‘Steam’ as in a ‘steam train’ and ‘punk’ as in ‘the future’. Mostly because the Victorian setting is most popular. But it’s rapidly branching out to different time periods, such as Medieval, American Western, Anicent Greece, etc.

    Book-wise, H. G. Wells’s THE TIME MACHINE, Tim Powers’s THE ANUBIS GATES, Jules Verne’s AROUND THE WORLD IN 80 DAYS, etc. 


    Here is a link that fully explains what steampunk is:

    Hope this helps. :)

  17. 17
    Sarah says:

    I have to admit, the term “steampunk” absolutely makes me giggle like a 12 year old boy. Makes me think of “steamy funk,” i.e. the fresh steamies my dog leaves in the yard.

    However, I do love the genre. It’s a buttload of fun.

    And I will chime in (ding!) that I also love the surge of well-written paranormals. “Bitten” by Kelley Armstrong remains one of my favorite paranormals, both for the werewolfyness and the romantic end of the storyline, and I love a good monster story with romantic elements.

    But when writers of contemporary romance start jumping into paranormals, sometimes they can do it, but in Nora’s case, I wish she’d go back to straight contemporary. No ghosts, no wolves. She’s written devil worshipping virgin sacrificing people, but they were just evil (often crazy) people, and that was way creepier than her attempts at paranormal monsters and ghosts.

    I mean, what’s next, Danielle Steel writing shapeshifters?

  18. 18
    Ankah says:

    “I mean, what’s next, Danielle Steel writing shapeshifters?”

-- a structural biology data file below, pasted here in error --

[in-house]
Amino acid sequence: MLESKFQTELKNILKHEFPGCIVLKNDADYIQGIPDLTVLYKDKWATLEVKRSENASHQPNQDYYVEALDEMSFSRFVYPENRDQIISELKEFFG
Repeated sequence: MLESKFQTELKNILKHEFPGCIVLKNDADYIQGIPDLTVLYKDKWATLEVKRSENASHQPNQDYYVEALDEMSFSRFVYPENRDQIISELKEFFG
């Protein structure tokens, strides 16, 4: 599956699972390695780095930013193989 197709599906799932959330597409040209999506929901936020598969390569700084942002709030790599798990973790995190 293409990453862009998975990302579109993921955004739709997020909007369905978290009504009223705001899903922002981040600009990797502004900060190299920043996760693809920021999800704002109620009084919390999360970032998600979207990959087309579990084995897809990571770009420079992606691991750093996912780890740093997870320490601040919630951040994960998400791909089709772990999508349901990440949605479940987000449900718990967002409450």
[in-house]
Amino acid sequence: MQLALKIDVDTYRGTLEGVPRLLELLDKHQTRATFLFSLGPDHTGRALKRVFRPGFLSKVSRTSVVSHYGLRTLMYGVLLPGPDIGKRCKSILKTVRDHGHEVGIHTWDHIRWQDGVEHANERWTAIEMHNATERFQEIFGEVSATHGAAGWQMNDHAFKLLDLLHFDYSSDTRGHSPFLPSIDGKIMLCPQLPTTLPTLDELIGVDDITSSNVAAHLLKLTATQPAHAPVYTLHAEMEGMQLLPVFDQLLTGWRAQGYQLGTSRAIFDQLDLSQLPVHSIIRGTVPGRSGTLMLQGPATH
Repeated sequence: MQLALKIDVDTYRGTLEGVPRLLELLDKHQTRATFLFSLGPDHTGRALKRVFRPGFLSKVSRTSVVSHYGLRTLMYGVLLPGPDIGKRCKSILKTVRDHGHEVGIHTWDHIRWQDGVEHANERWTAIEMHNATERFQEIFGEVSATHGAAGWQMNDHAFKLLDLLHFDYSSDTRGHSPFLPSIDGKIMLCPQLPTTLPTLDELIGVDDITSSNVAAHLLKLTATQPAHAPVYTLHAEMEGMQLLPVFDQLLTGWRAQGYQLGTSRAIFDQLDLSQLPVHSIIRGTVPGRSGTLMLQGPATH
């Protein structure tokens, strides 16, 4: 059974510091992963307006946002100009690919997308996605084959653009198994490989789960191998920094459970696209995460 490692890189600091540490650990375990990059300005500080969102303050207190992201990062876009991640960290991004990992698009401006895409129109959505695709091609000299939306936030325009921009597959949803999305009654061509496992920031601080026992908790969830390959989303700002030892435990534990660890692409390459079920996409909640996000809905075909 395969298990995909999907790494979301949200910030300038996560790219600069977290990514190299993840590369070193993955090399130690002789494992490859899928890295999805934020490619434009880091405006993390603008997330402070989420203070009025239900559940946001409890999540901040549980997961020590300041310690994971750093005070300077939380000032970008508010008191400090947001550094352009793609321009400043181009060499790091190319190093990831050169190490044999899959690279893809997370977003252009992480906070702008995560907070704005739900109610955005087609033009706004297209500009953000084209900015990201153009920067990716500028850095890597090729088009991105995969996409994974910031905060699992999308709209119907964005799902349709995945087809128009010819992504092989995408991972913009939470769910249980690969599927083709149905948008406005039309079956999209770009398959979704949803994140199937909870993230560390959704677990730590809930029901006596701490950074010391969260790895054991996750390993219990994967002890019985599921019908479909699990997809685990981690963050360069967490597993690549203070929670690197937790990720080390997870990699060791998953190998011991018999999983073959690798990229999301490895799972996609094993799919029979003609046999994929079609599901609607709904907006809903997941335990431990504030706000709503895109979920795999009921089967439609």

Saraaaaaah! Don’t say that…now it will probably happen! You better knock on wood, turn around three times, and do a ritual healing dance with grass skirts and chicken bones to make it not so!

  19. 19
    Candy says:

    “I mean, what’s next, Danielle Steel writing shapeshifters?”

    That made me throw up a little in my mouth.

  20. 20
    Sarah says:

    Her face…shifted slowly like a shadow across the wall…her gaze unwavering as her gently sloping nose and arched wing brows softly swam into their graceful…almost liquid dance… leaving her not human, but a giant arachnid with a copper-colored face…and many, many beaded eyes.

    To quote a New York Times Book Review: “no, no, Danielle, we do not use six ellipses in one sentence.”

  21. 21
    E.D'Trix says:

    My friends and I quite often bring out Danielle’s epic work of poetry, Love: Poems, at parties and convince people to do dramatic readings. A few rules are needed to spice up the poems sufficently:

    1. Said poem must be read with a completely straight face and in some sort of dialect/accent.

    2. Poem reader must have a friend standing nearby to perform an interpretive dance/sign language retelling of said poem. (If they are tipsy, so much the better.)

    3. Whenever an ellipses occurs in the course of a poem (and boy, do they occur) one says out loud “ellipses, exclamation point, fuck-ahhh!”. Long story behind why we actually add the “fuck-ahhh” to it, but trust me, it goes over well in a liquored-up crowd.

    Oh, forgot to add, the method for picking the poem is random flipping until the spirit moves you to stop.

  22. 22
    CindyS says:

    In the name of all that is holy!!

    Are you saying that Danielle Steele writes poetry? 

    ::dead faint::